Geiser, Linda & Nelson, Peter & Jovan, Sarah & Root, Heather & Clark, Christopher. (2019). Assessing Ecological Risks from Atmospheric Deposition of Nitrogen and Sulfur to US Forests Using Epiphytic Macrolichens. Diversity. 11. 87. 10.3390/d11060087.

Geiser, Linda & Root, Heather & Smith, Robert & Jovan, Sarah & Clair, Larry & Dillman, Karen. (2021). Lichen-based critical loads for deposition of nitrogen and sulfur in US forests. Environmental Pollution. 291. 118187. 10.1016/j.envpol.2021.118187.

Hildebrand, E., Skelly, J. M., and Fredericksen, T. S. 1996. Foliar response of ozone-sensitive hardwood trees species from 1991 to 1993 in Shenandoah National Park, Virginia. Can. J. For. Res. 26: 658–669.

Horn KJ, Thomas RQ, Clark CM, Pardo LH, Fenn ME, Lawrence GB, et al. (2018) Growth and survival relationships of 71 tree species with nitrogen and sulfur deposition across the conterminous U.S.. PLoS ONE 13(10): e0205296.

McCoy K., M. D. Bell, and E. Felker-Quinn. 2021. Risk to epiphytic lichen communities in NPS units from atmospheric nitrogen and sulfur pollution: Changes in critical load exceedances from 2001‒2016. Natural Resource Report NPS/NRSS/ARD/NRR—2021/2299. National Park Service, Fort Collins, Colorado.

Moeykens, M. D. and Voshell, J. R. 2002. Studies of Benthic Macroinvertebrates for the Shenandoah National Park Long-Term Ecological Monitoring System: Statistical Analysis of LTEMS Aquatic Dataset from 1986 to 2000 on Water Chemistry, Habitat and Macroinvertebrates. Report to Shenandoah National Park from the Dept. of Entomology, Virginia Polytechnic and State University, Blacksburg, VA. 49 pp.

[NADP] National Atmospheric Deposition Program. 2018. NTN Data. Accessed January 20, 2022. Available at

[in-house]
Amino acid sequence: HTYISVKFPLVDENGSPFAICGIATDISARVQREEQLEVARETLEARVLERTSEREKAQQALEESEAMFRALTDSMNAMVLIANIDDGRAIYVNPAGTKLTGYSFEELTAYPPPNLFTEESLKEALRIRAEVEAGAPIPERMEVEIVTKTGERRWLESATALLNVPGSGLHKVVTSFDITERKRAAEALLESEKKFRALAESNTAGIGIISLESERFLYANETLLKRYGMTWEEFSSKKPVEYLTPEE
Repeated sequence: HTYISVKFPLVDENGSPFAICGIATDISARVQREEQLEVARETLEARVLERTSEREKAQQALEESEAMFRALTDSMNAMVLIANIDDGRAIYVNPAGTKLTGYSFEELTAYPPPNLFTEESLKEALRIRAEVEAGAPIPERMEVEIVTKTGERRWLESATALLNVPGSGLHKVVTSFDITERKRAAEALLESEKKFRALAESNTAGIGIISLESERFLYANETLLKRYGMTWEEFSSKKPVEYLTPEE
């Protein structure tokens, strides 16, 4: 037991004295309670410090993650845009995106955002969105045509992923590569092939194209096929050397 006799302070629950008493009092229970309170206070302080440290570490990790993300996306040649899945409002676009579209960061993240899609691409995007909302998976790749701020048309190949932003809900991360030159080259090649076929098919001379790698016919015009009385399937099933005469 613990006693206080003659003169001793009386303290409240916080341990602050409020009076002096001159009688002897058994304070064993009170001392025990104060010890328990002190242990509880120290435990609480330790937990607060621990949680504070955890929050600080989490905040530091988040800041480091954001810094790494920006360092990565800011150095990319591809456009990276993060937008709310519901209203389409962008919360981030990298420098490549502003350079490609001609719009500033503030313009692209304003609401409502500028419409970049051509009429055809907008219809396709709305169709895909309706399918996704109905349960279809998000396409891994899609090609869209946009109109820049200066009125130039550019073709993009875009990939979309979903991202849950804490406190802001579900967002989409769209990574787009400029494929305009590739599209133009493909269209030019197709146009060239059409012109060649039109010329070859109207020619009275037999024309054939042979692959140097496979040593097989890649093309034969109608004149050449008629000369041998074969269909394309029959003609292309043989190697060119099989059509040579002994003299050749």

[NAPAP] National Acid Precipitation Assessment Program. 1998. Biennial Report to Congress: An Integrated Assessment. National Acid Precipitation Assessment Program: Silver Spring, MD.

Porter, E., Blett, T., Potter, D.U., Huber, C. 2005. Protecting resources on federal lands: Implications of critical loads for atmospheric deposition of nitrogen and sulfur. BioScience 55(7): 603–612.[0603:PROFLI]2.0.CO;2

Sullivan, T. J. 2016. Air quality related values (AQRVs) in national parks: Effects from ozone; visibility reducing particles; and atmospheric deposition of acids, nutrients and toxics. Natural Resource Report NPS/NRSS/ARD/NRR—2016/1196. National Park Service, Fort Collins, CO.

Sullivan, T. J., Cosby, B. J., Laurence, J. A., Dennis, R. L., Savig, K., Webb, J. R., Bulger, A. J., Scruggs, M., Gordon, C., Ray, J., Lee, E. H., Hogsett, W. E., Wayne, H., Miller, D., and Kern, J. S. 2003. Assessment of Air Quality and Related Values in Shenandoah National Park. National Park Service Technical Report NPS/NERCHAL/NRTR—03/090. NPS Northeast Region: Philadelphia, PA. Available at

Webb, J. R., Cosby, B. J., Deviney, Jr., F. A., Galloway, J. N., Maben, S. W., and Bulger, A. J. 2004. Are brook trout streams in western Virginia and Shenandoah National Park recovering from acidification? Environmental Science and Technology 38: 4091–4096.

Welsch, D. L., Webb, J. R., and Cosby, B. J. 2001. Description of Summer 2000 Field Work: Collection of Soil Samples and Tree Corps in the Shenandoah National Park with Summary Soils Data. Dept. of Environ. Sciences: Univ. of Virginia.

Winner, W. E., Lefohn, A. S., Cotter, I. S., Greitner, C. S., Nellessen, J., McEvoy, Jr., L. R., Olson, R. L., Atkinson, C. J., and Moore, L. D. 1989. Plant responses to elevational gradients of ozone exposures in Virginia. Proceedings National Academy of Sciences 86: 8828–8832.

Part of a series of articles titled Park Air Profiles.

Shenandoah National Park

Last updated: December 5, 2022